Falklands fury: Argentina leader Fernandez blasts ‘illegal UK occupation’ in fiery UN rant

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The Peronist leader, who has stepped up his country’s sovereignty push since his election last year, used the event at a platform to stake his claim on the British overseas territory in a move which will have been noted in London. And he also took a swipe at what he referred to as the UK’s “excessive and unjustified military presence” on the Falklands, which Argentina refers to as the Malvinas.

Mr Fernandez’s speech was pre-recorded as a result of the coronavirus pandemic, which has forced the assembly to be held online.

He said: “I want to reaffirm the legitimate and imprescriptible sovereign rights of the Argentine Republic over the Malvinas, South Georgia and South Sandwich Islands, and the surrounding maritime spaces, which are an integral part of the national territory of Argentina and which have been illegally occupied by the United Kingdom for more than 187 years.

“This year it will be the 55th anniversary of resolution 2065, the first one adopted by this organisation on this issue, which asked Argentina and the United Kingdom to hold negotiations that would allow reaching a peaceful and definitive solution to this sovereignty dispute.

“That order has remained in force and has been renewed many times.”

With reference to a decision by the UN’s C24 committee last month, he added: “More recently with the adoption by consensus of a new resolution of the special decolonisation committee on August 5.”

Turning his attention to Britain, Mr Fernandez said: “The United Kingdom persists in its attitude of ignoring the call to resume negotiations regarding the territorial dispute and has aggravated the controversy over calls for the illegal and unilateral exploitation of renewable and non-renewable natural resources in the area, which is contrary to resolution 31/49 of this assembly.

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The UK also insists on the excessive and unjustified military presence on the islands

Alberto Fernandez

“The UK also insists on the excessive and unjustified military presence on the islands that does nothing more than bringing tension to a region characterised by being a zone of peace and international cooperation.”

Argentina has made frequent attempts to involve the United Nations in the dispute over the Falkland Islands over the years, many of which are outlined by Graham Pascoe in his recently published book, Falklands Facts and Fallacies.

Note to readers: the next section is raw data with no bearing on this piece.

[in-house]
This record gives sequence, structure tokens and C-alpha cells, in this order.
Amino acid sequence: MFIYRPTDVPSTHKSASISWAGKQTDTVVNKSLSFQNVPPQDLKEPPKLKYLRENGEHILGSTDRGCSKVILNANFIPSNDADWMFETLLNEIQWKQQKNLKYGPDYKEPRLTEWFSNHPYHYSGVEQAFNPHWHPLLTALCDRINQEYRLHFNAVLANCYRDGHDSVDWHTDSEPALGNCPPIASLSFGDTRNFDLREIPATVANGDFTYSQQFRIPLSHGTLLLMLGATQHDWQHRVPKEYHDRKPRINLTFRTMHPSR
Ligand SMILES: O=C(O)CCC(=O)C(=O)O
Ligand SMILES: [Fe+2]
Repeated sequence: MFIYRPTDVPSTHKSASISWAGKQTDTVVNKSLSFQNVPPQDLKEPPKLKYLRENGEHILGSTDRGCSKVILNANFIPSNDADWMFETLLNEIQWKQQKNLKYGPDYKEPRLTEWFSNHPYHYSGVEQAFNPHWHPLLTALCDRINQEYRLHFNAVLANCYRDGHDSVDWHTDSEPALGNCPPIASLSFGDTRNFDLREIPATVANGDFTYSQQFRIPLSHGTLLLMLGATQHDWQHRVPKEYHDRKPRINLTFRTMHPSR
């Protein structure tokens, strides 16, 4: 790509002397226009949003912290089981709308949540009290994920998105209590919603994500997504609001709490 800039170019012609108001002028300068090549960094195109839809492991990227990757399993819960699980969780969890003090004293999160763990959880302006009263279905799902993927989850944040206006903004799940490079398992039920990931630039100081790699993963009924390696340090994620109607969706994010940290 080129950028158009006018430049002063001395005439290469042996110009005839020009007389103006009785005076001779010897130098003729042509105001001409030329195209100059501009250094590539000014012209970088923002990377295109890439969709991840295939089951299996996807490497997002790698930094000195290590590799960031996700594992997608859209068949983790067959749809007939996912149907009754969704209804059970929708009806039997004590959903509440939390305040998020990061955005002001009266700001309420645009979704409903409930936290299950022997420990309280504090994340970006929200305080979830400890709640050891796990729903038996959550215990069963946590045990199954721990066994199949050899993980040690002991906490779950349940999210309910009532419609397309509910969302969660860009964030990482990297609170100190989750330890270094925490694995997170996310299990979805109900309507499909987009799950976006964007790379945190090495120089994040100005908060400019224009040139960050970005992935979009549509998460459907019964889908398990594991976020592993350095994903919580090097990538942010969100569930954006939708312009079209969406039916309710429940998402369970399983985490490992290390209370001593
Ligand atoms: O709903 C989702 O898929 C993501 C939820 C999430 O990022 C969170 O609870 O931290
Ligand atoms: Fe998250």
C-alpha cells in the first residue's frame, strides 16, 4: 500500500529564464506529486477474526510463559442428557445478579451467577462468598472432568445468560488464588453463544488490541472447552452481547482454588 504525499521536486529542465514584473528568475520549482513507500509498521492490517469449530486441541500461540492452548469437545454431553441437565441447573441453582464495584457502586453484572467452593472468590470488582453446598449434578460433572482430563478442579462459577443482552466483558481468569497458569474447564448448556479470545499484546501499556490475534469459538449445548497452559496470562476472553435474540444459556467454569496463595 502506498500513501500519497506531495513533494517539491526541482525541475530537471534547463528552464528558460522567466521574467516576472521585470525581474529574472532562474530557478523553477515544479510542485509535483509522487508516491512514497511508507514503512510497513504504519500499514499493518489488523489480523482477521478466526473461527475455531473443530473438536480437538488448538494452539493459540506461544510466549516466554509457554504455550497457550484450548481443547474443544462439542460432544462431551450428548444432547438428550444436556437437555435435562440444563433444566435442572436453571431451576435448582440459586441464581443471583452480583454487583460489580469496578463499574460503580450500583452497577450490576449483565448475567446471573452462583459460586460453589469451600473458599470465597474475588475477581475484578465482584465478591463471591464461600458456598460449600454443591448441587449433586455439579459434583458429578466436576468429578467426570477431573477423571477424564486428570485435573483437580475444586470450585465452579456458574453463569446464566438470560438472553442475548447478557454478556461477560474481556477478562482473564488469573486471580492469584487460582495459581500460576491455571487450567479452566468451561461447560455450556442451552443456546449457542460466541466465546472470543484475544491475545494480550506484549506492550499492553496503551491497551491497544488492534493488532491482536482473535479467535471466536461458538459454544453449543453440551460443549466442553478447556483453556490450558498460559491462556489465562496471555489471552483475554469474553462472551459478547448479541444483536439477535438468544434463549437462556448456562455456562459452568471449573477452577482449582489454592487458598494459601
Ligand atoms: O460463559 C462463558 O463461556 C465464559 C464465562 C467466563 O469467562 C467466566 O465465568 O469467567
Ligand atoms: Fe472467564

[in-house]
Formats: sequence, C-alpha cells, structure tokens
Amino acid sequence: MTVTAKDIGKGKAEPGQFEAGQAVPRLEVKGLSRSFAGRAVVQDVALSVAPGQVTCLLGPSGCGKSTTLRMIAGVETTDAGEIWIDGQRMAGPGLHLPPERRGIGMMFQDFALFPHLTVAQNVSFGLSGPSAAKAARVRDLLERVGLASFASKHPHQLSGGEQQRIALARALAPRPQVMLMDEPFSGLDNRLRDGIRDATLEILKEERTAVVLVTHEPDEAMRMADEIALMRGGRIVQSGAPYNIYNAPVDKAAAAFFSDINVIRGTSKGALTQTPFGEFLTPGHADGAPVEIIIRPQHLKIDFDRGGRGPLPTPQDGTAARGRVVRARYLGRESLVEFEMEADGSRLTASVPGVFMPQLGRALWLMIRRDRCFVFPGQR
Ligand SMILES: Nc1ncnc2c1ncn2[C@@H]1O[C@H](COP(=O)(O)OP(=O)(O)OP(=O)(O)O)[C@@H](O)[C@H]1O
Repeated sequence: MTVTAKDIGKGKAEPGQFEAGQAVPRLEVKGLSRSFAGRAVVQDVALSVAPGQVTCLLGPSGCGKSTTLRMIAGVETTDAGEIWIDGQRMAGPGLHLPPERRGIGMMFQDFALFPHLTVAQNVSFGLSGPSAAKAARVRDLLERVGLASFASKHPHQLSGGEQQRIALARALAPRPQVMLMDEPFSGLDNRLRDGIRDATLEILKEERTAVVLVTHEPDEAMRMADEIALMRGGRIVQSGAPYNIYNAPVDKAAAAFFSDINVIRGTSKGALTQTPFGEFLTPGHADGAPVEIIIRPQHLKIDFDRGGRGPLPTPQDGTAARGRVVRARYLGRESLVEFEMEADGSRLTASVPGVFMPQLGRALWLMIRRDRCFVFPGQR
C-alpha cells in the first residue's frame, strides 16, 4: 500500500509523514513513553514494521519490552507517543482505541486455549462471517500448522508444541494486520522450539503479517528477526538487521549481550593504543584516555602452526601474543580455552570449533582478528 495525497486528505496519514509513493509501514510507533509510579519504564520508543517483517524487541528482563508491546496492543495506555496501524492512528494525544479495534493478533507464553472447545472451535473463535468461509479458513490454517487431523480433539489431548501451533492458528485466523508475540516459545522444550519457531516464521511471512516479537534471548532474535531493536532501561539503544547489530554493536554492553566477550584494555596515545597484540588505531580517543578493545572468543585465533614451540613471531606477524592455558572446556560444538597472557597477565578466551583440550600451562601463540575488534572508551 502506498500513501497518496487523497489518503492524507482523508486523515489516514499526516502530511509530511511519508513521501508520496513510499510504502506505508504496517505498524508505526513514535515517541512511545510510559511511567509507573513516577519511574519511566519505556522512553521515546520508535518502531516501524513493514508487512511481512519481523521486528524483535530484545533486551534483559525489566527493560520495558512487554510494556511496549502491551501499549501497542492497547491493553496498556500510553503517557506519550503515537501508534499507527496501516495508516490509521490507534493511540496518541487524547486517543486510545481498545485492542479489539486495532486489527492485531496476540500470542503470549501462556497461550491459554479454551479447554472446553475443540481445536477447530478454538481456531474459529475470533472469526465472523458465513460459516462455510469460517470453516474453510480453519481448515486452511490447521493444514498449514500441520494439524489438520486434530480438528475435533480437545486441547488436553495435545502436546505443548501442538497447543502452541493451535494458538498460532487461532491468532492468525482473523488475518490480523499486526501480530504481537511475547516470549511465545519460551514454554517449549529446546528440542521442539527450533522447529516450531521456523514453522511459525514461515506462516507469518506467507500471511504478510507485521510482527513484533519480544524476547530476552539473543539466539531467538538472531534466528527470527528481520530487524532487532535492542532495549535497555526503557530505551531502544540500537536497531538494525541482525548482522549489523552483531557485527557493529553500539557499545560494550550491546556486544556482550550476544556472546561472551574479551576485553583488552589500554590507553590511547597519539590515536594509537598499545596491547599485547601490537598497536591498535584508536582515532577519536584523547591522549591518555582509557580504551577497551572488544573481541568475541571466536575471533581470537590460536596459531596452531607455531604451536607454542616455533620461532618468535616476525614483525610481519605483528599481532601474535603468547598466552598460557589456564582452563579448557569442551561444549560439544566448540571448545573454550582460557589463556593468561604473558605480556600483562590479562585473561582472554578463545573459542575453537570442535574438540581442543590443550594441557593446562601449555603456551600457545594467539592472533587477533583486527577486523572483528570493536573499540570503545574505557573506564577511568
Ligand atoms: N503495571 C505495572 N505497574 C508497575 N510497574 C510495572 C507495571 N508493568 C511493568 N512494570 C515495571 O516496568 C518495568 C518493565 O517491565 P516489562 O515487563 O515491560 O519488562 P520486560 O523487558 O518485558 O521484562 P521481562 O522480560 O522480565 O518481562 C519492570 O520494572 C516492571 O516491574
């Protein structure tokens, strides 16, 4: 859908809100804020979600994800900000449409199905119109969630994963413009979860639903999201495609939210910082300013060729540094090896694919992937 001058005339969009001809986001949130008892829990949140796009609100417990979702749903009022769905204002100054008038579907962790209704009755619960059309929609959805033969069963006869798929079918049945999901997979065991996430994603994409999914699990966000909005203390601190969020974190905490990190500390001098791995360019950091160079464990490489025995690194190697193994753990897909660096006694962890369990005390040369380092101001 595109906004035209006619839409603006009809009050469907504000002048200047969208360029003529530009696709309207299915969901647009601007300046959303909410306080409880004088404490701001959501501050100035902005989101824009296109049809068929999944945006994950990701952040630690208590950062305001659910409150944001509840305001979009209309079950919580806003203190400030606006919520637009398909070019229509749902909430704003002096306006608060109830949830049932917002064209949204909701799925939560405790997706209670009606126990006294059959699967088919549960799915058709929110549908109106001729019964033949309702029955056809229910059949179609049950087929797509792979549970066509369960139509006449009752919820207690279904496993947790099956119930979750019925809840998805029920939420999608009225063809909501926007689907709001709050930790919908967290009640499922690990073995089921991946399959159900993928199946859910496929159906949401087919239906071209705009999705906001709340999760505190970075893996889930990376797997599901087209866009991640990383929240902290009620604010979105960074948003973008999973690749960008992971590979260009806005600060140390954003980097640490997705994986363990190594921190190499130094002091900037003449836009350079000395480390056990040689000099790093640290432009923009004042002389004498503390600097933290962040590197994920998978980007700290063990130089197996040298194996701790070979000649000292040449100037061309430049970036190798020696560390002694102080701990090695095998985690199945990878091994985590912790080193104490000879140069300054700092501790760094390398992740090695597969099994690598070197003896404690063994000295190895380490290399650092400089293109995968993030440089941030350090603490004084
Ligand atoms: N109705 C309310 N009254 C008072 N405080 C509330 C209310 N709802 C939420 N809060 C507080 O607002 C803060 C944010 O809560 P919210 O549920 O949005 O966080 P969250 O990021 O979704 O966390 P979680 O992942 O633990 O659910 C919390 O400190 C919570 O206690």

Mr Pascoe told Express.co.uk last month: “Argentina has always used the UN to further its case for sovereignty over the Falklands.

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“It is significant that Argentina has never taken its case to the International Court of Justice.

“The Convention of Peace ended “all national differences” between Britain and Argentina, and after its ratification in 1850 Argentina did not mention the Falklands to Britain for over a third of a century.

“That demonstrates that Argentina had accepted that the Falklands were British, not Argentinian.

“The Convention of Peace is well known to Argentine historians, some of whom have complained about it in books, but Argentine politicians have successfully kept it secret at the UN and in contacts with Britain – and the British Foreign Office didn’t do its homework and failed to find out about it.”

Argentina invaded the Falklands in 1982, prompting then-Prime Minister Margaret Thatcher to send a task force to the south Atlantic.

Almost 1,000 soldiers were killed during the resultant war, which resulted in Argentinian forces being expelled and the UK reclaiming the islands.

However, Argentina has never relinquished its claim, and three new laws related to the territories were approved by the country’s Congress earlier this year.

The first created a National Council for Matters Relating to the Malvinas Islands, South Georgia and the South Sandwich Islands, the second aims to tighten up sanctions against ships Argentina claims to be breaching fishing regulations in the waters surrounding the Falklands, and the third relates to the demarcation of the outer limit of the Argentine Continental Shelf

Speaking earlier this week, Daniel Filmus, secretary of Malvinas, Antarctica and South Atlantic, said the new laws “confirm the conviction that the fight for sovereignty over the Malvinas must be a State policy that transcends electoral calendars”.

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